Arthan W.,Biodiversity Research Cluster |
Sumrandee C.,Biodiversity Research Cluster |
Hirunkanokpun S.,Ramkhamhaeng University |
Kitthawee S.,Biodiversity Research Cluster |
And 7 more authors.
Ticks and Tick-borne Diseases | Year: 2015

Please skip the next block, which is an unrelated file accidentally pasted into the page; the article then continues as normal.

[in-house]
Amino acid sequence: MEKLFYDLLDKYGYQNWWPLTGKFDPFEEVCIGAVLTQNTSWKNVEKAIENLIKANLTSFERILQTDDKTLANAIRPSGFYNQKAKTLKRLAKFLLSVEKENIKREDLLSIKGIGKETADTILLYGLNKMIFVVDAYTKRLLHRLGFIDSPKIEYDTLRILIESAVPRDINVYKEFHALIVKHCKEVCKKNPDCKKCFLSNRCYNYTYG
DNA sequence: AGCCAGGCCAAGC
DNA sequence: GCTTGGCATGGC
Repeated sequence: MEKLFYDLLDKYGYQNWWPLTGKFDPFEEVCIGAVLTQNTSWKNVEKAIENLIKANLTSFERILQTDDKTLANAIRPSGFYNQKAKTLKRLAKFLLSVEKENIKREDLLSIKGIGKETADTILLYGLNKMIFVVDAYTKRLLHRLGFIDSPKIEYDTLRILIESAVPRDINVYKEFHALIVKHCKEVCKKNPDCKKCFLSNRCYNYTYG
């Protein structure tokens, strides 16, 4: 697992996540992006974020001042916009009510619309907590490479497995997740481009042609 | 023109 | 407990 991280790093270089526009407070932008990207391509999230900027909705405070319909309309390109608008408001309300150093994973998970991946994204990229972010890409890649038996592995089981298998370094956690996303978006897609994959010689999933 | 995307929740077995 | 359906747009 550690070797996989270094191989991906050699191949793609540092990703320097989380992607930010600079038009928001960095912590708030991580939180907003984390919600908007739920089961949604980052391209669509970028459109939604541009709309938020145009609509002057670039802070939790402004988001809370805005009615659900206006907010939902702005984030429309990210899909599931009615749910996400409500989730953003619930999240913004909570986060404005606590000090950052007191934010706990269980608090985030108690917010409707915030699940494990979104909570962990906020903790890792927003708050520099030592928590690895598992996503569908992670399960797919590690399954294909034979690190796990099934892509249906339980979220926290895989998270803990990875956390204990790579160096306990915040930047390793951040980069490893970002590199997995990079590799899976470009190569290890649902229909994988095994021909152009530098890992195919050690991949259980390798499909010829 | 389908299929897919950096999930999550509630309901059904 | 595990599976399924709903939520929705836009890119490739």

In this study, we focused on the molecular detection of Coxiella-like bacteria using a PCR technique to identify Coxiella 16S rRNA sequences in Haemaphysalis tick samples (105 adults, 8 nymph pools and 19 larval pools). Seven Haemaphysalis species obtained from 5 locations in Thailand were evaluated in this work. Coxiella endosymbionts could be detected in samples representing all 3 growth stages examined. The results also revealed that only 4 of 7 tick species were positive for Coxiella-like endosymbiont: Haemaphysalis hystricis, Haemaphysalis lagrangei, Haemaphysalis obesa, and Haemaphysalis shimoga. Haemaphysalis shimoga demonstrated the highest percentage of Coxiella-like positive samples (58.33% with n = 24), while Haemaphysalis hystricis had the lowest percentage; only 1 female tick was positive for Coxiella-like bacteria (n = 6). Interestingly, the results indicated that female Haemaphysalis ticks tended to harbour Coxiella symbionts more frequently than male ticks (59.32% of females and 21.27% of males of all species studied). Phylogenetic analyses based on 16S rRNA sequences illustrated that Coxiella-like spp. from the same tick species always grouped in same clade, regardless of the location from which they were isolated. Moreover, a phylogenetic tree also showed that Coxiella-like endosymbionts from other genera (for example, the tick genus Rhipicephalus) formed a separate group compared to Coxiella-like symbionts in the genus Haemaphysalis. This suggests that a high amount of DNA sequence variation is present in Coxiella-like bacteria harboured by ticks. © 2014 Elsevier GmbH. Source